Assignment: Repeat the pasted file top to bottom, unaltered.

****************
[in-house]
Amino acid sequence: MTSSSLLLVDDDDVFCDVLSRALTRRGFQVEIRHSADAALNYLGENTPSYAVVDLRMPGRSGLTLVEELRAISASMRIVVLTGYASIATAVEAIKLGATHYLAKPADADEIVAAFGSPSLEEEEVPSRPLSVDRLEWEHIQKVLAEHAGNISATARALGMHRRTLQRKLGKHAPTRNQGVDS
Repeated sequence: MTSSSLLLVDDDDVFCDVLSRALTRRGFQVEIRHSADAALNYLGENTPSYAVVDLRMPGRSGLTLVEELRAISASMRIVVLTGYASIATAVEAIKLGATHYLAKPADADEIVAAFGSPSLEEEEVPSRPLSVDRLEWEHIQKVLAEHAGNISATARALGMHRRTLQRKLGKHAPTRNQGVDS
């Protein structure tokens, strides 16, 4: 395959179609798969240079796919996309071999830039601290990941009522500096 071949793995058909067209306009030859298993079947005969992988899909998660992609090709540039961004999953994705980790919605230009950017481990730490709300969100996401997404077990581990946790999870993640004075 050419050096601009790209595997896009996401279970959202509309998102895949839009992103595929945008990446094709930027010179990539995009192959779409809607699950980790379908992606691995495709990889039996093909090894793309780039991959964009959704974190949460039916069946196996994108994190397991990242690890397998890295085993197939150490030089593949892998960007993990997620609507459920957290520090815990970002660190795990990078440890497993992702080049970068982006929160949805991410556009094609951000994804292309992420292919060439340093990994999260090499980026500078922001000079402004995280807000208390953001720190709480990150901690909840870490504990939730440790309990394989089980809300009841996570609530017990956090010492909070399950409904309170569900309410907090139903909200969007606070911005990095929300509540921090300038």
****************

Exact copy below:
[in-house]
Amino acid sequence: MTSSSLLLVDDDDVFCDVLSRALTRRGFQVEIRHSADAALNYLGENTPSYAVVDLRMPGRSGLTLVEELRAISASMRIVVLTGYASIATAVEAIKLGATHYLAKPADADEIVAAFGSPSLEEEEVPSRPLSVDRLEWEHIQKVLAEHAGNISATARALGMHRRTLQRKLGKHAPTRNQGVDS
Repeated sequence: MTSSSLLLVDDDDVFCDVLSRALTRRGFQVEIRHSADAALNYLGENTPSYAVVDLRMPGRSGLTLVEELRAISASMRIVVLTGYASIATAVEAIKLGATHYLAKPADADEIVAAFGSPSLEEEEVPSRPLSVDRLEWEHIQKVLAEHAGNISATARALGMHRRTLQRKLGKHAPTRNQGVDS
């Protein structure tokens, strides 16, 4: 395959179609798969240079796919996309071999830039601290990941009522500096 071949793995058909067209306009030859298993079947005969992988899909998660992609090709540039961004999953994705980790919605230009950017481990730490709300969100996401997404077990581990946790999870993640004075 050419050096601009790209595997896009996401279970959202509309998102895949839009992103595929945008990446094709930027010179990539995009192959779409809607699950980790379908992606691995495709990889039996093909090894793309780039991959964009959704974190949460039916069946196996994108994190397991990242690890397998890295085993197939150490030089593949892998960007993990997620609507459920957290520090815990970002660190795990990078440890497993992702080049970068982006929160949805991410556009094609951000994804292309992420292919060439340093990994999260090499980026500078922001000079402004995280807000208390953001720190709480990150901690909840870490504990939730440790309990394989089980809300009841996570609530017990956090010492909070399950409904309170569900309410907090139903909200969007606070911005990095929300509540921090300038």